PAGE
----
When I arrived at the Multimedia Immersion Workshop in Syracuse, I had never even picked up a fancy camera. The video function on my iPhone only has one button: “record.” The workshop’s Canon rep handed me a 6D to borrow for my week-long adventure in moviemaking, and I wanted to hand it right back. It had at least ten mysterious buttons, and each button presented about 100 options, and each option had to be combined with another option from another menu. Plus I had to account for sunlight and a load of other things.
Then I got my story assignment: An English for Speakers of Other Languages class at White Branch Public Library in Syracuse. I found a room full of refugees from Thailand and Bhutan. Most of them could boast two generations of offspring and the ability to make it out of refugee camps, but had never been to school or learned to read. They’d started working at the age when most Americans start kindergarten.
Their teacher, Mary Jane Monsour, took on the class when a refugee school down the street overflowed with students. She loves the students, and they love her. Mary Jane once dreamed of teaching English in Vietnam in the last years of her career, but then she had a rash of grandchildren. Now, she says, it’s like Vietnam (and Thailand, and Bhutan) came to her.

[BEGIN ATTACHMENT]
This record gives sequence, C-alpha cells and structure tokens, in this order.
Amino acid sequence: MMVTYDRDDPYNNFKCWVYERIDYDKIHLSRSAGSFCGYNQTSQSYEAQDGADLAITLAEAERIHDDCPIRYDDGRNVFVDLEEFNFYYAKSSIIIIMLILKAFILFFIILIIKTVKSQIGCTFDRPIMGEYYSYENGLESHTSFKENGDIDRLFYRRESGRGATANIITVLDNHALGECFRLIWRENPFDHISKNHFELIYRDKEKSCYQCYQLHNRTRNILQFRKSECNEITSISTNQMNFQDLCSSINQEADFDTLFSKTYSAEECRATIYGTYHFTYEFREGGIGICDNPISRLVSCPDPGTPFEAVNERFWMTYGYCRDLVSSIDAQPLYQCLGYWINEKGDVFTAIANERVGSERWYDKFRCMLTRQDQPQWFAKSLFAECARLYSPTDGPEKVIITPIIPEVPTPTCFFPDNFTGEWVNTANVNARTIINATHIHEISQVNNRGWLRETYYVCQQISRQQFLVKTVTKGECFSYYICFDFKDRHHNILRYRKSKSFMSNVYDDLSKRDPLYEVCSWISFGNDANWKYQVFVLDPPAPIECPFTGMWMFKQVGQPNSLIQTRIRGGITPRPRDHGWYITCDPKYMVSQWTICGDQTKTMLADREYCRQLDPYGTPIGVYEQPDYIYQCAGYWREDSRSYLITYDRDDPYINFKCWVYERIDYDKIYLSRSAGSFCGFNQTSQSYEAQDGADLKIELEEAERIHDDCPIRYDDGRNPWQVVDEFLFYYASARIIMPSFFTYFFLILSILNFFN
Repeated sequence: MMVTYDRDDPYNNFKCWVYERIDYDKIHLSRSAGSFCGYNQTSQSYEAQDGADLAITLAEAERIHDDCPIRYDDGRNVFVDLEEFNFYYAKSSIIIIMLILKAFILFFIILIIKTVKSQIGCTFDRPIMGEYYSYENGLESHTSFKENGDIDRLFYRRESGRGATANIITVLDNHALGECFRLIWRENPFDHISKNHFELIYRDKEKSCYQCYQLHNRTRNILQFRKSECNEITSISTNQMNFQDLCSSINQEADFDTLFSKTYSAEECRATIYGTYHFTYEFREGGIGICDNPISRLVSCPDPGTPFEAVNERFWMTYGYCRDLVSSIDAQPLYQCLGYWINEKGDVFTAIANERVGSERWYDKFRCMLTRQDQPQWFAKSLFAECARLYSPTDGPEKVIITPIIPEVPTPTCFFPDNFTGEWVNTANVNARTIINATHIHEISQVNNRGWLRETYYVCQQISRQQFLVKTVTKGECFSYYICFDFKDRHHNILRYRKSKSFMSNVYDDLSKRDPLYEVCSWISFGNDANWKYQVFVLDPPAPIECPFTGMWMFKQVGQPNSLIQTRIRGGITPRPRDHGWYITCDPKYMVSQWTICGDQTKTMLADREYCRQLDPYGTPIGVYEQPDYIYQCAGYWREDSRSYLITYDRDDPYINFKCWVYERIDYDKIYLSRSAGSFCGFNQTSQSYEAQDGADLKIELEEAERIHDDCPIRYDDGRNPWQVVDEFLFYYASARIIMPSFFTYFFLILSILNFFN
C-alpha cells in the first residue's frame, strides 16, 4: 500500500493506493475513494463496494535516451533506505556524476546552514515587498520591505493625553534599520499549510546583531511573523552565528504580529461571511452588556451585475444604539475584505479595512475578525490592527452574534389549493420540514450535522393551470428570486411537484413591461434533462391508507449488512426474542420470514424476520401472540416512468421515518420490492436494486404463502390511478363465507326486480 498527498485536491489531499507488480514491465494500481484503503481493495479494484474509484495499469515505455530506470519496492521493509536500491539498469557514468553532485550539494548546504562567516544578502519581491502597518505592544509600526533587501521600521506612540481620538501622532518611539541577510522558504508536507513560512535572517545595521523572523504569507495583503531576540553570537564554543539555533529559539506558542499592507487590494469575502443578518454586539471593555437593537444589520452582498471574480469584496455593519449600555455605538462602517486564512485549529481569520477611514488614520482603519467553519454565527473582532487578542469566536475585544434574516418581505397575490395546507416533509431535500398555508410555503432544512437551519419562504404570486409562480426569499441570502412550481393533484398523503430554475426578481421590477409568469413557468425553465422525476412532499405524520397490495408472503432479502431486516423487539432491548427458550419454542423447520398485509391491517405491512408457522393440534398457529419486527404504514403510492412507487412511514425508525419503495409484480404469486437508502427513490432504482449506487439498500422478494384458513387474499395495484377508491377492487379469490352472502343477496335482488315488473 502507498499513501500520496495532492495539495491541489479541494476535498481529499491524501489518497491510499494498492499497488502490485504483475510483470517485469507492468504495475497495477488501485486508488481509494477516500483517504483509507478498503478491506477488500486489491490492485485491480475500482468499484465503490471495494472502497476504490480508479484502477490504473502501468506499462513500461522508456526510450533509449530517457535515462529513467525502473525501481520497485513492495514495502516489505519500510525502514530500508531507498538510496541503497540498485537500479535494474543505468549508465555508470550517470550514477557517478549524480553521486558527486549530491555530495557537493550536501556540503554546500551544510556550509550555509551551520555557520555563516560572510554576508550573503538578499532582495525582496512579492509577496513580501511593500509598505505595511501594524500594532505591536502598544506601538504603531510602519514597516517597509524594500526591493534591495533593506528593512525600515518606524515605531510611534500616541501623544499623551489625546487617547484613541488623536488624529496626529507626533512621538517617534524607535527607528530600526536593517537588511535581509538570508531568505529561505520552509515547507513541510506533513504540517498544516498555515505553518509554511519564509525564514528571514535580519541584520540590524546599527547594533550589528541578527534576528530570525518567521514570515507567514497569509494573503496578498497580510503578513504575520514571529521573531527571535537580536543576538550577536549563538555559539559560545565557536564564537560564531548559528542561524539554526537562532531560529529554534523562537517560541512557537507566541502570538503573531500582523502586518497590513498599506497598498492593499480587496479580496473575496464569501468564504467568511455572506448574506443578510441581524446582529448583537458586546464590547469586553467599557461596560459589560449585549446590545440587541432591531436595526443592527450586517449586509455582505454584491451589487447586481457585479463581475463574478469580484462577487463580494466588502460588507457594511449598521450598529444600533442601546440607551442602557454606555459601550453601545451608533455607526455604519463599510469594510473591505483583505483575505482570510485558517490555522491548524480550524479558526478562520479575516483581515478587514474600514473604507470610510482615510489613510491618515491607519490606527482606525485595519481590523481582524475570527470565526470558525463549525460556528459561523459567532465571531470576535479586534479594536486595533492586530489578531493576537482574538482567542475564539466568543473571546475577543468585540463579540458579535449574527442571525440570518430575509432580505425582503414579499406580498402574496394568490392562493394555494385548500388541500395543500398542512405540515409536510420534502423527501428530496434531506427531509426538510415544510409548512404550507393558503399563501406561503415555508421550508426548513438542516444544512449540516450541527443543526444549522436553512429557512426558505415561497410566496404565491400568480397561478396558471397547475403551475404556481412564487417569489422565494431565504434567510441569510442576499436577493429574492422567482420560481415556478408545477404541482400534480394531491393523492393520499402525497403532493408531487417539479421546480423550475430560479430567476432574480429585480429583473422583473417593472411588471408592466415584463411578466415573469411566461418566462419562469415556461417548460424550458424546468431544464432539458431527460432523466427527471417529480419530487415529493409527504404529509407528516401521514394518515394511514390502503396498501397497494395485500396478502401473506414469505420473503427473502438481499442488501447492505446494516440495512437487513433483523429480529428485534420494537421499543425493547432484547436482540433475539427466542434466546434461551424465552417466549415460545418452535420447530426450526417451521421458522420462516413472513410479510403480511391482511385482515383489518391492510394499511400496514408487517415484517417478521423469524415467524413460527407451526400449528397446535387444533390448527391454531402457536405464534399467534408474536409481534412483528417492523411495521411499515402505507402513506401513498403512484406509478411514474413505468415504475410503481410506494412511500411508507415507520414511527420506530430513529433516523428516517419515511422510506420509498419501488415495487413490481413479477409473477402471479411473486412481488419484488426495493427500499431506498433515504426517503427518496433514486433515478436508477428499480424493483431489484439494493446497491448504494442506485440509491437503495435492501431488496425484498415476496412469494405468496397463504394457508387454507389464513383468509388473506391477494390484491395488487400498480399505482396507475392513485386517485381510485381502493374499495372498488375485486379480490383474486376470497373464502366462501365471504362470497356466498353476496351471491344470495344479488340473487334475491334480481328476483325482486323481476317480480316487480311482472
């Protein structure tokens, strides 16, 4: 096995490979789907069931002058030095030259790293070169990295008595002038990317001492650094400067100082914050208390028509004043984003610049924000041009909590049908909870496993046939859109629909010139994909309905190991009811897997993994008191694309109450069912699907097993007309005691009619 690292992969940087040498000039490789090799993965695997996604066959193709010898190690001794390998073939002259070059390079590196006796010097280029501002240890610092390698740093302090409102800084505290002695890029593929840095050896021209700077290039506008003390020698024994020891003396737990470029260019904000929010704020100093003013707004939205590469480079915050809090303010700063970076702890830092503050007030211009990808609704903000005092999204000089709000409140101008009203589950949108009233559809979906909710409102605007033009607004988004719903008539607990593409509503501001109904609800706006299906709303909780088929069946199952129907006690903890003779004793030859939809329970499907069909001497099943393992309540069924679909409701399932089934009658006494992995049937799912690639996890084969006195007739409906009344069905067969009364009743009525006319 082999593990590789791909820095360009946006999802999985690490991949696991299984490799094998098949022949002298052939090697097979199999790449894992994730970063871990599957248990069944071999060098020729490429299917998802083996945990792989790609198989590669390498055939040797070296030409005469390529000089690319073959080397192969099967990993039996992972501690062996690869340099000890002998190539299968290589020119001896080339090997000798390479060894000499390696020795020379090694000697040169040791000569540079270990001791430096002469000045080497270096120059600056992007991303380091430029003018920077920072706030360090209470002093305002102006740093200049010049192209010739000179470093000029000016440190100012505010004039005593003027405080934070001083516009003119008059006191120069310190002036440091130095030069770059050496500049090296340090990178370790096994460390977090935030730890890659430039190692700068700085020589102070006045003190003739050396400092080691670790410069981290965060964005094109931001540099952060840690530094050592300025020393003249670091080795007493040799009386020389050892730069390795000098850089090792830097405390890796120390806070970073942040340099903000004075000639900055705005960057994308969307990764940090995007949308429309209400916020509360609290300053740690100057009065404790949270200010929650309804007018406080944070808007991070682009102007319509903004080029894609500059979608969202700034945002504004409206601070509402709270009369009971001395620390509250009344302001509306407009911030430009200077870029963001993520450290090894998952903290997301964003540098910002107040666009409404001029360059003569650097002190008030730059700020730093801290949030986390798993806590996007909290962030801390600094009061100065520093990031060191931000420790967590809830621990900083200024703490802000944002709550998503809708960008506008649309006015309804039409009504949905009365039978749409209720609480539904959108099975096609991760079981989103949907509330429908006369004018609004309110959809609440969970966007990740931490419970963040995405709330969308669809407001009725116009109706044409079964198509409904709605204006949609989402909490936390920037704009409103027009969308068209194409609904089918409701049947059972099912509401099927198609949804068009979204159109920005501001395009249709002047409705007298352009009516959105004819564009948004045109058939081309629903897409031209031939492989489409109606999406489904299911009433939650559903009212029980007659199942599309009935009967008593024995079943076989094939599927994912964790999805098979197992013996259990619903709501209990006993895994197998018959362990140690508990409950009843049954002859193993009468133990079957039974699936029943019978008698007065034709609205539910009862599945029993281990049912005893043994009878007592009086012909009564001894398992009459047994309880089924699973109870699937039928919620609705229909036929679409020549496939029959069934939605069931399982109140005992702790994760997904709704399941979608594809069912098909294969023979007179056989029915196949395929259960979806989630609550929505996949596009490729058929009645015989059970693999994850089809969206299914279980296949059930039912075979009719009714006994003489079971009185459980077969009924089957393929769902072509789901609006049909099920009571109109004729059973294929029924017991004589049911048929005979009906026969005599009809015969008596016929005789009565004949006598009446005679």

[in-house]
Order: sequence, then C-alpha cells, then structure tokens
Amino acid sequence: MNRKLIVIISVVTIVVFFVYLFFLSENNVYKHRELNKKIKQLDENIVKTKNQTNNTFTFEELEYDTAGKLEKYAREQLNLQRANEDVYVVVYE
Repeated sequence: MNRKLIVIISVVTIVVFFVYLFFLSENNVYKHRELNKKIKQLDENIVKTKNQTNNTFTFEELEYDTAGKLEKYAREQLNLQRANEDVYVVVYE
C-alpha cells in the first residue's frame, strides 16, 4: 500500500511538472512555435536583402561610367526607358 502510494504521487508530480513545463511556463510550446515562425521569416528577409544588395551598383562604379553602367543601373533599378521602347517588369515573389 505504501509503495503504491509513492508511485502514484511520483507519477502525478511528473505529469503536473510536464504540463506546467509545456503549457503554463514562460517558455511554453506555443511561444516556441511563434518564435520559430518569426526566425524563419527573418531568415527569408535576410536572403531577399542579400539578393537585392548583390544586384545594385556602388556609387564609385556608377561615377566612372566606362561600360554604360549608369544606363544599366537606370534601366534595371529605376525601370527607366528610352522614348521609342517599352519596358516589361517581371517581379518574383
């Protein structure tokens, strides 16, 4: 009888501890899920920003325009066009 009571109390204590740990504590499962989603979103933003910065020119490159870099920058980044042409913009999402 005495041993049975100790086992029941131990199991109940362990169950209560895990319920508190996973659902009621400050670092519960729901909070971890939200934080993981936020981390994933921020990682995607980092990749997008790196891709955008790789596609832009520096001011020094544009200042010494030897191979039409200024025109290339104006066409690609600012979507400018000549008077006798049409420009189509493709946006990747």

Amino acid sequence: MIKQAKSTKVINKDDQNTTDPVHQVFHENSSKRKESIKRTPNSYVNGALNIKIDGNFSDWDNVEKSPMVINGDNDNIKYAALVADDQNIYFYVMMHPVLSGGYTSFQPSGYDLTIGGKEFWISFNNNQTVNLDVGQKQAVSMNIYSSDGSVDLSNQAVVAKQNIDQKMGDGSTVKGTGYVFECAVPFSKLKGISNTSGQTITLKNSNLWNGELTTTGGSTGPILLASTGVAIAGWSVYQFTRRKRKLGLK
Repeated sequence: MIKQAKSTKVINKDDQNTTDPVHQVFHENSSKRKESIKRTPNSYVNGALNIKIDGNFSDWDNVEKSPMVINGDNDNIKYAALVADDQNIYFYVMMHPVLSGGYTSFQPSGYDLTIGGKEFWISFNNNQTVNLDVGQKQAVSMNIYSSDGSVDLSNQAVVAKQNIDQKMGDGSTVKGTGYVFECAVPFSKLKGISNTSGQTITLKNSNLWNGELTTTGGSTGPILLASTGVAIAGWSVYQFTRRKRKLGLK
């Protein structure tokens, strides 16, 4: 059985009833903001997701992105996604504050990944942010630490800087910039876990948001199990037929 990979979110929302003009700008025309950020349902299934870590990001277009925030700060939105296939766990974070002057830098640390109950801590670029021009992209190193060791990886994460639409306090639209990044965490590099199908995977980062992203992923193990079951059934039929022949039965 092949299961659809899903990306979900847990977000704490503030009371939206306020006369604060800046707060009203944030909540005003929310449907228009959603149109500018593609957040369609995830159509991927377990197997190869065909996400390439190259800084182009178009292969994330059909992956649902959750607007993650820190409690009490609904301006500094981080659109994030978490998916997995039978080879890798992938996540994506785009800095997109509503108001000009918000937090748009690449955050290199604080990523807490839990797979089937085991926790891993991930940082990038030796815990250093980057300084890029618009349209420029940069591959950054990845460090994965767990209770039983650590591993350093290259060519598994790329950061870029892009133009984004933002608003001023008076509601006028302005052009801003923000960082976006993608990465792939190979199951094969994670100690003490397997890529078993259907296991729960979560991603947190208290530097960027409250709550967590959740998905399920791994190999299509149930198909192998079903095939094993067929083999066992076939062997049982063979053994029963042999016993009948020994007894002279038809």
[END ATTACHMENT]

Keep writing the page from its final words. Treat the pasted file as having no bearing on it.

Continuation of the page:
The students like to practice writing in English, so I tried to get a shot of one woman printing out her name and address. I wanted to focus on the scratchy letters coming out, but I couldn’t make the camera do it. Instead I got a clear view of her hand, wrinkles and all.
My grandmother launched a blog when she was 87 years old. My mom called me one day and said that grandma thought she had created a blog. Could I call grandma to find out if it was true? I called grandma and she told me the same thing. She said, “Here, try this earl,” and then she gave me the URL, one character at a time. It was true. My grandmother had launched a blog. When I told her it was true, she just couldn’t say enough for the kind people at WordPress who’d helped her through it. I wish I’d been able to figure out if and how she extracted a teacher out of wordpress.com. She died last spring, so I have to settle with the mystery of it.
In the end, it only took little extra courage to handle the fancy camera. I found it in the people I was recording. Fearlessness is a young person’s thing, and I don’t have it anymore. But courage might come with age.
Post and video by Alexa Mills.